Because most philosophies that frown on reproduction don't survive.

Monday, October 04, 2010

Technical Temptations

This mischievous voice keeps telling me that a 3G equipped iPad would be the perfect house hunting tool, since you could carry it with you to look up directions, look for house listings near where you are, plan itineraries on the hoof, etc.

Doesn't help that the expenses of moving remove all sense of sticker shock. "I mean, sheesh, it's under a thousand dollars and if it make house hunting more efficient..."


Big Tex said...

Why not? Projects such as these require the right tools.

BTW, a friend of mine out here is from the Columbus area. He mentioned that Hilliard and Dublin are both nice areas.

Jeff Miller said...

I've had mine for six months now and it is constantly with me. Really the best and most useful gadget I have ever had, plus I have already read about 40 books on it. Though mine is Wi-Fi only since I got it the day it became available.

One thing on using the iPad for househunting. I would check to make sure that those sites aren't using Flash, since the iPad does not support it (unless jailbroken). Though Mobile Flash on Android devices is a mess.

RL said...

Loving my Droid 2. Of course, I rooted it (jailbroke to the Apple world) in order to get that extra flexibility and customization. The advantage I see to this angle is it fits in my pocket and serves as a phone. Plus it's not AT&T and the service costs less.

You can use the phone as a wireless hot spot for your laptop too. That however depends on the security setting settings that IT places on your work machine though. Unfortunately my mine doesn't allow it, but I haven't totally given up on it. ;)

Anonymous said...

Rent! RENT! For God's sake, rent your next place! Homeownership has ruined so many people's lives in the past few years, I can't believe people are still even thinking about buying homes.

Even the Economist has acknowledged that widespread homeownership now is keeping the unemployment rate higher than it should be, since people trapped in upside-down mortgages (read: 30% of the population) cannot relocate to find jobs elsewhere.

If you are wealthy enough to buy a nice house using only a small fraction of your personal savings, then by all means go for it. But otherwise, STAY AWAY!


Darwin said...


I'm blaming it on you, then.


For whatever reason, I'm much more attracted to the form factor of the iPad than the iPhone. I like the idea of something large enough to really see things on. And I'm used to carrying a laptop most places anyway.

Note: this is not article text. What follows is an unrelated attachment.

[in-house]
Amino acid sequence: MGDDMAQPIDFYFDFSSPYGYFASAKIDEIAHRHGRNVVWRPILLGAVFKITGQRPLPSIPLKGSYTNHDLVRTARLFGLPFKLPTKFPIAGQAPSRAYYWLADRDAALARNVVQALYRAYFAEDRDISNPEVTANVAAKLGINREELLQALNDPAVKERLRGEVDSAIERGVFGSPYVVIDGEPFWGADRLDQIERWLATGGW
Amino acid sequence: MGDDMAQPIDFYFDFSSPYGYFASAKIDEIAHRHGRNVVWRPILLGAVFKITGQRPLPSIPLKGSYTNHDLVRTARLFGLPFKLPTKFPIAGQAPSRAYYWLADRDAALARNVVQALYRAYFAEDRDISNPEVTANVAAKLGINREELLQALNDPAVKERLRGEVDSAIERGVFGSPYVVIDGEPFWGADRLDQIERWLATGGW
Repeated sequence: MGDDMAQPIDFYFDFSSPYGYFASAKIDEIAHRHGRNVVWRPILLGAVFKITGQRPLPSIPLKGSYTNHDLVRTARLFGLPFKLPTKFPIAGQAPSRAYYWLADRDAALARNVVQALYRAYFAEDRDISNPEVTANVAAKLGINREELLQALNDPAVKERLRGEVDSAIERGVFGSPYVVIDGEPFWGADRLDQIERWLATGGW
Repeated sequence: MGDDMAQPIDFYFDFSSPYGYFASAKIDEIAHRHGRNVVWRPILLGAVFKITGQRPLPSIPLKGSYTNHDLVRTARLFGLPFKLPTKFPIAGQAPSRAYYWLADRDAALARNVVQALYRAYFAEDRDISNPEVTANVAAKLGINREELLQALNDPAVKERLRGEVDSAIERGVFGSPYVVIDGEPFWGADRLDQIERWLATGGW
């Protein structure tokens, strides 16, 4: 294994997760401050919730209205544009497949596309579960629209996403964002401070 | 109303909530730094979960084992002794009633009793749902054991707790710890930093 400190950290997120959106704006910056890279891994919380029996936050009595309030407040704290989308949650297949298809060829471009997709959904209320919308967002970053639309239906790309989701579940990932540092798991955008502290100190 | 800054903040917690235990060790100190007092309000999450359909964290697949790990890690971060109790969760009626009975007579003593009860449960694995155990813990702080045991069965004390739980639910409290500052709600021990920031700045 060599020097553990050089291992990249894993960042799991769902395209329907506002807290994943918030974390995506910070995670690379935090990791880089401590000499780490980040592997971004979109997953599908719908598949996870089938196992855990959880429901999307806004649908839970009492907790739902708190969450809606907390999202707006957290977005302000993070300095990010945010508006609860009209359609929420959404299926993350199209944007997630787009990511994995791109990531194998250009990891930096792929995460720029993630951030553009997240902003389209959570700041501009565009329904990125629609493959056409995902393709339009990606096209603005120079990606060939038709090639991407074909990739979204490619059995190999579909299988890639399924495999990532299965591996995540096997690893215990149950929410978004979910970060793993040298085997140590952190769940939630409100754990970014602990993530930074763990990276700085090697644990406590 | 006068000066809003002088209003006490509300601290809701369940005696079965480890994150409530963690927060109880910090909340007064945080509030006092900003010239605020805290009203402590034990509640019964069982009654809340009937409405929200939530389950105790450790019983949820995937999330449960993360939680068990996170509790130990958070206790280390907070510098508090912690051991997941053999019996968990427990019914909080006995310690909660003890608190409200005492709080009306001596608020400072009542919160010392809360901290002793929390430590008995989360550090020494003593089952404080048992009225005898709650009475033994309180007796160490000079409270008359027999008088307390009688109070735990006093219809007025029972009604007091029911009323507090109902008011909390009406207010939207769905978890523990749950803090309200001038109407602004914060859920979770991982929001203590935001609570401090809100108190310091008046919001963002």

Though it's true that if I can swing a smart phone on my next free cell upgrade without having to pay lots of extra I may well do so.


Perhaps it's partly because I'm among those not at all burned by the recent unpleasantness in real estate prices (and also because the new company throws money at you to buy a new house, but not to rent) but for whatever reason it seems the logical thing to do.

That, and I most landlords would run in terror at the thought of a family with five young kids moving into their property. And I like doing house-upgrade type stuff. On the last one I installed wood floors in addition to the more basic painting, tiling, playhouse building, etc. None of that really works well in a rental.

That said, one of the reasons we moved away from Los Angeles is that we didn't believe in the property valuations there. I'd strongly encourage people living in the top 5-10 coastal metropolican areas to think twice before investing in a house that "just can't lose value".

Anonymous said...

"the new company throws money at you to buy a new house, but not to rent"

They want to trap you.


Fletch said...

Another California vote for renting, Darwin.

If you are dead set on buying, at least know what you are getting into:

Buying may be the emotional thing to do, but it likely is not logical, even if it's being juiced by your employer.

Anthony said...

This Californian, who is sitting on three underwater houses (well, two at low tide), I'm going to say that buying *might* be the right choice.

Ohio didn't run up that much during the bubble, so it didn't fall as much during the bust. Look at what house prices have done over the past 10 years in the neighborhoods you're looking at, and remember that if you need to get out, you're going to have to pay the full 6% commission. If it makes sense to buy under those conditions, do it.

Darwin said...

Well, I think part of the key is the link which Fletch sends along -- it makes more sense to rent if it's cheaper to rent. The thing is, in our area, for the type of house we need, it's actually cheaper to buy.

Big Tex said...

Sure, I'll take the blame. Why not? I'm over 1000 miles away. Mrs. Darwin's can't slap me from there.

Anonymous said...

Darwin, if you mean buying is cheaper per month, I'll readily grant that point if it's what you're seeing in the market. But what will happen to you if the local economy tanks? Homeownership is a good deal - as long as things keep going well for you and your employer. Think about all those poor trapped homeowners in Detroit, or even in Phoenix. Homeownership is easy to get into, but it may be completely impossible to get out.


RL said...

I wouldn't worry about it anyway Big Tex, MrsDarwin hits like a girl.